Written by Inchcock
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Sunday, 18 September 2011

image for A True Diary of Woe - Part Six A 1970's version of the 1953 policeman who nobbled me!

A story of one man's utter failure, depression, frustration, and poverty, starting in August 1947

Chapter Thirteen: Just one of Dad's famous 'Nice Walks'


Dad thought it was a treat to take me on a marathon walk occasionally. We'd take no food, just a bottle of tap water.

We'd walk for miles and miles, always eventually stopping near an orchard in, Bingham, Plumtree, Ruddington, or Bunny, that sort of village like place.

Then him picking an apple or pear, then getting out his penknife and slowly, very slowly cutting off the skin, (which I got to eat) He'd slice up the apple, and I'd get my one slice... enough for a little un he'd say.

Then on the way back, he'd call in the pub, bring me out a bag of crisps (with a little sachet of salt, always Smiths), open the bottle of tap water for me, then disappear back inside the pub for about three days... well it seemed like that to me.

But at least he never forgot I was with him, and he always took me home - well someone had to do the housework!


Chapter Fourteen: Locked up in Police Station Cell


On one of the rare occasions that I was able to sneak out and have some fun (as I thought at the time), I joined a mate, and we walked out to Ruddington, to an orchard I'd spotted while out on one of Dads marathon walks earlier in the month - with the mischievous intention of scrumping some apples for ourselves.

I was up a tree, dropping the illicit apples down to Jack... when the owner appeared from nowhere.

Jack legged it through a small gate, but that escape route was barred to me by the owners body by the time I'd got out and down from the tree - so I ran and jumped over a low wall of about 2ft in height, little thinking that the other side might drop to about 12ft!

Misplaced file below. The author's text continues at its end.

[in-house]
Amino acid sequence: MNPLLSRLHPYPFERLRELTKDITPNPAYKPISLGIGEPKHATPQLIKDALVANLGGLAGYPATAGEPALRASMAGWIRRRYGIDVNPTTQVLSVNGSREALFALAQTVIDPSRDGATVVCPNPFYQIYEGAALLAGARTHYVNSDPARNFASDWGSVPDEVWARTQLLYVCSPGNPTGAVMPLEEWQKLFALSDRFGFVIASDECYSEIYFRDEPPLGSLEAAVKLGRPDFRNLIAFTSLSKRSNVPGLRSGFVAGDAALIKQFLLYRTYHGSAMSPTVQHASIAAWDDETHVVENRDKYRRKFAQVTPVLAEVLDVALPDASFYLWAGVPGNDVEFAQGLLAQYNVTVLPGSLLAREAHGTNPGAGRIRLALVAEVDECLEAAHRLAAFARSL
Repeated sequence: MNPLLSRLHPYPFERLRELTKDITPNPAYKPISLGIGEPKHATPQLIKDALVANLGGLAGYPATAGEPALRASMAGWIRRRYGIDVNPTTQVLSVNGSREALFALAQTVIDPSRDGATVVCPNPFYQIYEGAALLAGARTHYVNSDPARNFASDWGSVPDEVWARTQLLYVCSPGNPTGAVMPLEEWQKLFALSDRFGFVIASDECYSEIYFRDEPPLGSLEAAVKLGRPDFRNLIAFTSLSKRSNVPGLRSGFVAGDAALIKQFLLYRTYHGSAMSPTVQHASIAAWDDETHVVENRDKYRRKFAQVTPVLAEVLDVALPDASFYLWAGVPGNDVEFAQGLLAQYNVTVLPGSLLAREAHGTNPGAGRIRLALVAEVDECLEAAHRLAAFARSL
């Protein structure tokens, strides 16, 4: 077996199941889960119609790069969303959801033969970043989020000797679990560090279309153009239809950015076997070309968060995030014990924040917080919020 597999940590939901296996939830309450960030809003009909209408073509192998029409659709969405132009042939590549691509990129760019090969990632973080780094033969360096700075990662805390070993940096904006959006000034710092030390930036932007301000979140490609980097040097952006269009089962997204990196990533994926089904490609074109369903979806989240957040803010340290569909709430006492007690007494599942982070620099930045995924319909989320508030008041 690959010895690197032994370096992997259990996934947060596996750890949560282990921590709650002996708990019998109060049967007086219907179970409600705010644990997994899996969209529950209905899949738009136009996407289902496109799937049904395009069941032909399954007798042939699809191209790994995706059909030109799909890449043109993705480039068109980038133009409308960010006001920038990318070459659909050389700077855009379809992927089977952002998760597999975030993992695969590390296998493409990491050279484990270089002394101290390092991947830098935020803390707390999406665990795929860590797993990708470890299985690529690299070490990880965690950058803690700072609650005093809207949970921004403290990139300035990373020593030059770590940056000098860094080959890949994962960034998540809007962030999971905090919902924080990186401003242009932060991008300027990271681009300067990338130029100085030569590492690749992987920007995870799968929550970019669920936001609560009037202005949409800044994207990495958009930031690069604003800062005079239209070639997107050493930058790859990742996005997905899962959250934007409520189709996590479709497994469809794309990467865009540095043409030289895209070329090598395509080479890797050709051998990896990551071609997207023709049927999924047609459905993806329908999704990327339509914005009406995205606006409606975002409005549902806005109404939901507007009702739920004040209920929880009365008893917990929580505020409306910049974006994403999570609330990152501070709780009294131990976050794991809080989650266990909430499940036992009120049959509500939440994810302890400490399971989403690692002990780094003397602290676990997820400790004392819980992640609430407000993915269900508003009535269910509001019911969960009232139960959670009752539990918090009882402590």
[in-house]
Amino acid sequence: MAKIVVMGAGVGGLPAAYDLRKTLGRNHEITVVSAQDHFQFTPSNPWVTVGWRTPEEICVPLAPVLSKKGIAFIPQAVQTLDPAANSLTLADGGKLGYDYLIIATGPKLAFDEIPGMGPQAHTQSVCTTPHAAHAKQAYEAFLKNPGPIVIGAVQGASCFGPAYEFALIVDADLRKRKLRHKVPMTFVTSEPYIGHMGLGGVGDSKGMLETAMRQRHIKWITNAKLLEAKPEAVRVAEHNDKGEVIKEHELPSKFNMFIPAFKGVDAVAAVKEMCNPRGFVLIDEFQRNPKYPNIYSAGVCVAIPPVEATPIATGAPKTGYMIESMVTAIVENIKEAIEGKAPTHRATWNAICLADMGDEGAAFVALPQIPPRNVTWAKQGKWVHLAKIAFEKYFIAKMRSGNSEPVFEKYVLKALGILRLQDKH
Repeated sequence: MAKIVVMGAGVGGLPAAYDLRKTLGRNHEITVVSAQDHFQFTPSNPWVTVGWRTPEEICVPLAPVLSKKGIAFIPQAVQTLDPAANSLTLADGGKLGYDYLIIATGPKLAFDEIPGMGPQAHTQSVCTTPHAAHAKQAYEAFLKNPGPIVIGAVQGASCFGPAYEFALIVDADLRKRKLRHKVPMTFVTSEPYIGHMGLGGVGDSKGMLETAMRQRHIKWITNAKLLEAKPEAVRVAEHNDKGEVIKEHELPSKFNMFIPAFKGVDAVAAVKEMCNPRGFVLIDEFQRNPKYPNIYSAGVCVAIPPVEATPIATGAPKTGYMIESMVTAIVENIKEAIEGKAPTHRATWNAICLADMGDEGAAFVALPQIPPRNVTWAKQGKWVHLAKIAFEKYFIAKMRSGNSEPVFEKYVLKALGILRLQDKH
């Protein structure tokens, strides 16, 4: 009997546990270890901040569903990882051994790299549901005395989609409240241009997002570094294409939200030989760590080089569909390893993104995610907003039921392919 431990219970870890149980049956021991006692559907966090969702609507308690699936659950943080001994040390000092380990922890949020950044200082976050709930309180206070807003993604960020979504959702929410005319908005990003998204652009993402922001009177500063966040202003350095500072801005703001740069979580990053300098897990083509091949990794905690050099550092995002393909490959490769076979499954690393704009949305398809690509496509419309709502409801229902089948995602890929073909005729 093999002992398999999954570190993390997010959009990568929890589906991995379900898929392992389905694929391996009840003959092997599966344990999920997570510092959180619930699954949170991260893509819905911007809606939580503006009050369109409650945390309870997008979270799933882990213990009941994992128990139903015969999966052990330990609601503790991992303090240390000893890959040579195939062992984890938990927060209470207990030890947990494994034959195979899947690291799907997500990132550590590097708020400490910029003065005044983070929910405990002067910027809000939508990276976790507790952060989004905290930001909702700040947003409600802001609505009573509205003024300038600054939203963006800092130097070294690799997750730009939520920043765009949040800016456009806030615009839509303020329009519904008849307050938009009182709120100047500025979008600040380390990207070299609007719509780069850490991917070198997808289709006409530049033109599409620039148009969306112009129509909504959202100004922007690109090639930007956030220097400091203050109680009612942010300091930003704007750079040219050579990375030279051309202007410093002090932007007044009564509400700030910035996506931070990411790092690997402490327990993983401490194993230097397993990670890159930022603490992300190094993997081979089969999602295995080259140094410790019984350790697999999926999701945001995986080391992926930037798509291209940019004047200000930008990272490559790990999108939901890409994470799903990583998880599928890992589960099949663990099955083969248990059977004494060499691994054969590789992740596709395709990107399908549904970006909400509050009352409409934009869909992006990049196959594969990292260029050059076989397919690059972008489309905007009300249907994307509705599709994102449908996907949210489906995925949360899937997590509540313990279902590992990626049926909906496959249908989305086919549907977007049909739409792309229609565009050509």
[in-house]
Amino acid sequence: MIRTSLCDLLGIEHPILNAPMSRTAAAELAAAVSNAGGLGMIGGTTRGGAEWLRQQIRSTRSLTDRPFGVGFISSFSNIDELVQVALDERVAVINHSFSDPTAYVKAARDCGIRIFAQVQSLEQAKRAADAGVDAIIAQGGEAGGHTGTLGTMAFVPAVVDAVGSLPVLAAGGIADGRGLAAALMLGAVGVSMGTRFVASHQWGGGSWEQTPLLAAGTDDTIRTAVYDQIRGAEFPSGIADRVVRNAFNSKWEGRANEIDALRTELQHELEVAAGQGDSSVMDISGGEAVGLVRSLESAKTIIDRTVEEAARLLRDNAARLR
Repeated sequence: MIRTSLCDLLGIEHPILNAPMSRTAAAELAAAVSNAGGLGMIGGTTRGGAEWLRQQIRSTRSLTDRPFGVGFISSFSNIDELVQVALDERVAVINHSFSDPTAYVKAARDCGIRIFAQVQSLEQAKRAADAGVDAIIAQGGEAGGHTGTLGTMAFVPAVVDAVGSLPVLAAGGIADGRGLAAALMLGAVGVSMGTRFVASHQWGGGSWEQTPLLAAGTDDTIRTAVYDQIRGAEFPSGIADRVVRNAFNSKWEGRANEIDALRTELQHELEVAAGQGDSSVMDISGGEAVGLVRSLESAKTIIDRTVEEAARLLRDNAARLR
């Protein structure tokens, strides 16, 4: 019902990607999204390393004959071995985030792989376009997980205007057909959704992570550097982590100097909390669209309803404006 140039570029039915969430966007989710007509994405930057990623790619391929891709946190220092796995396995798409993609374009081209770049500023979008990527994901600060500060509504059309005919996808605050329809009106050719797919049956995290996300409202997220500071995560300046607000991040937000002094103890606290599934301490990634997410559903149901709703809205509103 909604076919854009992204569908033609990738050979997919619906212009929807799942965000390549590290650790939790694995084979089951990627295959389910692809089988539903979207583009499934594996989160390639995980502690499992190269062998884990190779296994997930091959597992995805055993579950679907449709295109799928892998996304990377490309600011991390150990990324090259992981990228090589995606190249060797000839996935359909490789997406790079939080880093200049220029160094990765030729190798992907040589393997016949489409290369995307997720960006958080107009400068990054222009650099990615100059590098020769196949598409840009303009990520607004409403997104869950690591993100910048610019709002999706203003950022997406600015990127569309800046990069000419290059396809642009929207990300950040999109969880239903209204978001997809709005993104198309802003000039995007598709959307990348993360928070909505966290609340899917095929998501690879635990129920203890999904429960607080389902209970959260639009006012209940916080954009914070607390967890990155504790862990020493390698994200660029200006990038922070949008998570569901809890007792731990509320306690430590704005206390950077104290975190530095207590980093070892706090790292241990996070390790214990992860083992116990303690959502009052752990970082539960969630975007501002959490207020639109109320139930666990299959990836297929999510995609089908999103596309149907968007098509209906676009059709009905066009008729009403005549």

By the time the owner, and newly arrived police officer got down to me, the pain was slowly easing, and the bruising coming out on my face head, and shoulder.

I was unceremoniously handed up to the policeman - who told me I was to walk at the side of his push-bike back to
Nottingham, and Queens Drive Police Station!

Telling me this he managed to skilfully and adeptly clip me around the head and ear-holes several times with his leather gloves, whilst pushing the bike with his other hand.

We arrived at the police station, and I was recorded by the desk sergeant, and unceremoniously placed in a bare wall station cell, with bars and door in the shape of a dome, with only concrete slabs to sit on.

It reminded me of the Sheriff's office cells in the Wells Fargo, Roy Rogers, and John Wayne cowboy films I'd seen at the flea-pit (The Grove Cinema).

But it still scared the hell out of me.

Eventually, some six hours or so later, a constable came in and removed me from the cell, telling me I was to go with Constable Merriman (and merry he certainly was not), to be taken home!

It seems somehow they knew when Dad would be home.

So out of the station, and along Kirkwright Street, again at the side of the constables push-bike. ( A different constable this time) Who had the same excellently honed capabilities of catching ones ankle with his pedals, clipping your ear-hole, and giving your chin a hefty accidental regular belt with the torch that hung on his tunic belt, painful, but I had to admire his skills.

As we got nearer to home, the crowds gathered as the officer took the route there via the middle of the road, down the cobbles into Brookfield Place, by then we had a group of about 12 spectators following us, then of course he (the officer) had to shine his torch in all the house windows, and try out his whistle - thus the neighbours added to this spectator sport of 'ogling the downfall of young Chambers! '

He then proceeded to knock hell out of the front door, (this commotion ensured neighbours over the end wall would not miss any of the total embarrassment of young Chambers and also join in the ever increasing number of spectators), the door was opened by an already mad Dad, because his young un had not been there to get his meal ready and light the fire when he got home, changing his face colour from normal colour, to red, blue, and back to red, as the Constable loudly explained to him: " I've bought 'this' home 'arry, (twisting my ear-lobe as he pushed me toward my irate looking father), caught scrumping at William's orchard - will you deal with it?"

Dear father had got his belt off and in his hand before he'd finished replying: "Oh eye, yer can rest assured on that one Bert!"

Three days later, I could manage sit down again without too much pain from my rumps losing battle with the famous belt and buckle!

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